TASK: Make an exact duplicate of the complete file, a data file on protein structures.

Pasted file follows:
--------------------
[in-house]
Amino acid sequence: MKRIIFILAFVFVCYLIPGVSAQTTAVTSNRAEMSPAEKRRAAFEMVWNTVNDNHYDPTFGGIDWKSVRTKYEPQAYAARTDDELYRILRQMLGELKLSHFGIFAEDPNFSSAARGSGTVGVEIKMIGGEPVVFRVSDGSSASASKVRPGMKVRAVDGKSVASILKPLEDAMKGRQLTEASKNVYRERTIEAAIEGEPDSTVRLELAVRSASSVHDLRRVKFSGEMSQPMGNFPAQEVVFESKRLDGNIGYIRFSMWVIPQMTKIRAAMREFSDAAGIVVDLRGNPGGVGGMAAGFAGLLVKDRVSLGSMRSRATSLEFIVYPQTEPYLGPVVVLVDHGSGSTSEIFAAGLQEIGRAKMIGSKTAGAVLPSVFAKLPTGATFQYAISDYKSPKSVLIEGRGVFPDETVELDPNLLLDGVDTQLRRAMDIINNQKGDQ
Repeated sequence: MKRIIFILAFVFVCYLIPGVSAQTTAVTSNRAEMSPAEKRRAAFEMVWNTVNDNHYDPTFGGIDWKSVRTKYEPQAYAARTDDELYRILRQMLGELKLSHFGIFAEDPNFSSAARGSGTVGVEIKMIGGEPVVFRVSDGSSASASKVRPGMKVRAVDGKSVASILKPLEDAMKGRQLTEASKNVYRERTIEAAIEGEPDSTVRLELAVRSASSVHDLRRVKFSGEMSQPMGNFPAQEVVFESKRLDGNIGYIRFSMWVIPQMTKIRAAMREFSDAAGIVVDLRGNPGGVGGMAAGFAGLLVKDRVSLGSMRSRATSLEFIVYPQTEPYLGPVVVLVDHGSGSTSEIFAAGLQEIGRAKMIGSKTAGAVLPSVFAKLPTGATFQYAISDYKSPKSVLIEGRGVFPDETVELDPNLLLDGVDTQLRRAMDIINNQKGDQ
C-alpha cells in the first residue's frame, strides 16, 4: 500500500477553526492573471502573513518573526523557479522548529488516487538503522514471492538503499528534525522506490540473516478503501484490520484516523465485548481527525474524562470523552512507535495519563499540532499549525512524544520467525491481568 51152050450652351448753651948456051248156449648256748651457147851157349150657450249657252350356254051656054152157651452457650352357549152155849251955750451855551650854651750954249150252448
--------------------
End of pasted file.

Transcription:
[in-house]
Amino acid sequence: MKRIIFILAFVFVCYLIPGVSAQTTAVTSNRAEMSPAEKRRAAFEMVWNTVNDNHYDPTFGGIDWKSVRTKYEPQAYAARTDDELYRILRQMLGELKLSHFGIFAEDPNFSSAARGSGTVGVEIKMIGGEPVVFRVSDGSSASASKVRPGMKVRAVDGKSVASILKPLEDAMKGRQLTEASKNVYRERTIEAAIEGEPDSTVRLELAVRSASSVHDLRRVKFSGEMSQPMGNFPAQEVVFESKRLDGNIGYIRFSMWVIPQMTKIRAAMREFSDAAGIVVDLRGNPGGVGGMAAGFAGLLVKDRVSLGSMRSRATSLEFIVYPQTEPYLGPVVVLVDHGSGSTSEIFAAGLQEIGRAKMIGSKTAGAVLPSVFAKLPTGATFQYAISDYKSPKSVLIEGRGVFPDETVELDPNLLLDGVDTQLRRAMDIINNQKGDQ
Repeated sequence: MKRIIFILAFVFVCYLIPGVSAQTTAVTSNRAEMSPAEKRRAAFEMVWNTVNDNHYDPTFGGIDWKSVRTKYEPQAYAARTDDELYRILRQMLGELKLSHFGIFAEDPNFSSAARGSGTVGVEIKMIGGEPVVFRVSDGSSASASKVRPGMKVRAVDGKSVASILKPLEDAMKGRQLTEASKNVYRERTIEAAIEGEPDSTVRLELAVRSASSVHDLRRVKFSGEMSQPMGNFPAQEVVFESKRLDGNIGYIRFSMWVIPQMTKIRAAMREFSDAAGIVVDLRGNPGGVGGMAAGFAGLLVKDRVSLGSMRSRATSLEFIVYPQTEPYLGPVVVLVDHGSGSTSEIFAAGLQEIGRAKMIGSKTAGAVLPSVFAKLPTGATFQYAISDYKSPKSVLIEGRGVFPDETVELDPNLLLDGVDTQLRRAMDIINNQKGDQ
C-alpha cells in the first residue's frame, strides 16, 4: 500500500477553526492573471502573513518573526523557479522548529488516487538503522514471492538503499528534525522506490540473516478503501484490520484516523465485548481527525474524562470523552512507535495519563499540532499549525512524544520467525491481568 51152050450652351448753651948456051248156449648256748651457147851157349150657450249657252350356254051656054152157651452457650352357549152155849251955750451855551650854651750954249150252448